Ransomware is when criminals hold your data captive and only release it back to you for financial gain. They may also release this sensitive information if a ransom is not met.

When the hackers are combing through your data, your hard drive will constantly be running. This can be physically heard - hard drives will activate and spin.

If you have a newer model computer, you likely have an SSD (solid-state drive), which doesn't spin. But you will notice a slow-down in opening programs; again, check your Task Manager to see if there's an abnormal use of your SSD.

5. Are You Receiving Suspicious Emails?

When malicious people gain access to your computer, it's usually for financial gain.

They'll tread through all of your information looking for anything that could potentially yield them profit. This also means that they'll be going through digital servers and accounts that you own, perhaps like an online banking service or some other product.

They might not know your password, but they likely know information about you and the email you're using. They'll try to gain access through resetting your account passwords or other nefarious means. This will trigger responses from whatever company they're trying to infiltrate asking you if you've reset your password.

They may also send emails regarding new activity elsewhere, on some new computer. This computer isn't yours.

This is a huge red flag that you're under attack.

6. Where'd That File Go?

Are you missing files that were seemingly where you left them?

No, you're not losing them. And they're certainly not disappearing by themselves.

When a cybercriminal has gained access to your computer, they'll often delete files from it. This can be used as a tactic to scare you, to gain access to somewhere, or to confuse the user.

If you're missing files that you know for sure shouldn't be deleted, it's a sign you've been infiltrated.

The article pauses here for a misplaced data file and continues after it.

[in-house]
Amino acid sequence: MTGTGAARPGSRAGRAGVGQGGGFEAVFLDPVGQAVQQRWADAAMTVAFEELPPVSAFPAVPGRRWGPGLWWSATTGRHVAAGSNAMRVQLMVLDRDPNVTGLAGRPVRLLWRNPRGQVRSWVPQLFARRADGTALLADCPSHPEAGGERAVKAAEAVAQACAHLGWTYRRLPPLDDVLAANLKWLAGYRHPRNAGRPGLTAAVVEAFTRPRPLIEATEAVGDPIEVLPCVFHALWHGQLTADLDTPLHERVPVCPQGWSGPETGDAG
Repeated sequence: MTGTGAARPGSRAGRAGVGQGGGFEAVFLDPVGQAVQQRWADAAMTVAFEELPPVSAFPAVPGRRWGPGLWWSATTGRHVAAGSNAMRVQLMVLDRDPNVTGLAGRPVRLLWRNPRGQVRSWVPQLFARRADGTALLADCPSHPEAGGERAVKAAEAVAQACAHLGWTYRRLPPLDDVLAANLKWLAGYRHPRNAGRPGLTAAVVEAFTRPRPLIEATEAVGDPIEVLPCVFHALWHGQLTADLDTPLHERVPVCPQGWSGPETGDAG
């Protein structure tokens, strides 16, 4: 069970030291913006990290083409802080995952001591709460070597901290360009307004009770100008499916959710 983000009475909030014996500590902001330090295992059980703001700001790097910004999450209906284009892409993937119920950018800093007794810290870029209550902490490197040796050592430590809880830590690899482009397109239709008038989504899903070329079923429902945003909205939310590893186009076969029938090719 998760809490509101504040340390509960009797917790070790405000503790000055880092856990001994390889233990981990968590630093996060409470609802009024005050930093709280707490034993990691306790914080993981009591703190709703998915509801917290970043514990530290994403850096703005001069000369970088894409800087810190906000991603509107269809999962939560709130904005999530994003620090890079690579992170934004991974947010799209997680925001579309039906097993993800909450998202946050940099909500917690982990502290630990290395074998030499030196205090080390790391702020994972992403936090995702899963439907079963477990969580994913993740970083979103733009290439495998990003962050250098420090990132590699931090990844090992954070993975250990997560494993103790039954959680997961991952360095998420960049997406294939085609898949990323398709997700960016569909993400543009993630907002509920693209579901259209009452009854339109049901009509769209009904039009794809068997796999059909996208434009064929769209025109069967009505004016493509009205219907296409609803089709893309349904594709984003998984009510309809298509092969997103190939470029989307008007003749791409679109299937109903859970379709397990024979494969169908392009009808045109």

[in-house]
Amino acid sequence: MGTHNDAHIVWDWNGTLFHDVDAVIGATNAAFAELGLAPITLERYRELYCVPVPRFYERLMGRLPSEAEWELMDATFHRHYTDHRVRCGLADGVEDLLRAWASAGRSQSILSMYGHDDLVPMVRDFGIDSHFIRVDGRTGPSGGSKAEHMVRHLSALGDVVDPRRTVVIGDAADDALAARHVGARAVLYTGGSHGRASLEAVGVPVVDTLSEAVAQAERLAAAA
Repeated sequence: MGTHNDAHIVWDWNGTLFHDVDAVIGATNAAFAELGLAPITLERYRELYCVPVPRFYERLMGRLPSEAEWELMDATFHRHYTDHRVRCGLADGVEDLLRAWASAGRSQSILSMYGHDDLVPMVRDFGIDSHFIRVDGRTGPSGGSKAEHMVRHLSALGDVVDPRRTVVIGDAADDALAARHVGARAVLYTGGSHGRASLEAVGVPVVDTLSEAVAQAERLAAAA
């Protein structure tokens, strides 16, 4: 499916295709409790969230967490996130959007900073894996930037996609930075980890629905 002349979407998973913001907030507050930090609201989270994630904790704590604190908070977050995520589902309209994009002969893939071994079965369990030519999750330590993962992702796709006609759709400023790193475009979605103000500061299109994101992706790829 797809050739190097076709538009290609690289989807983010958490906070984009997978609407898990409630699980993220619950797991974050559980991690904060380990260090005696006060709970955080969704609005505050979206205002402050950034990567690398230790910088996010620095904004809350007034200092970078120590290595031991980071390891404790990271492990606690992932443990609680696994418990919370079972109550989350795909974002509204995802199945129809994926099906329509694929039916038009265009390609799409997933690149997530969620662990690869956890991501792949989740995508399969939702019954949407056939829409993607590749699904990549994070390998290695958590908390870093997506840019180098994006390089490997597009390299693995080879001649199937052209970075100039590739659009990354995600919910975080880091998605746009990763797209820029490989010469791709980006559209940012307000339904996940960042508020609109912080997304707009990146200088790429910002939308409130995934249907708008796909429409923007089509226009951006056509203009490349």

7. Running Out of Space

When attackers target a person, they'll inject software onto their computer. This is a means of an access point for the criminal.

This software will often take up a large amount of storage on your hard drive. It can also inject dangerously-fast replicating files onto your system that will chew through your storage. This is done to lock up the user's access; when a storage unit, like a hard drive, is filled to the brim, it'll become unresponsive.

Constantly check how much disk space you have left on your computer. If it dwindles quickly, there's likely a reason for it - a virus.

Sweep It Clean!

The internet is a beautiful place to explore and learn, but lurking behind any available corner is a threat. Where there's prey, there are predators.

Knowing the signs your computer has a virus can be your best protection against financial loss and information leaks.

Noticing that your computer has bogged down or you've lost control of its operation is an indicator. If you've received suspicious account activity emails, it's a bad sign. Pop-ups aren't put into an OS; if you're receiving them, you've got a virus.

If you've been targeted by a virus, feel free to contact us for guided assistance and help in its removal.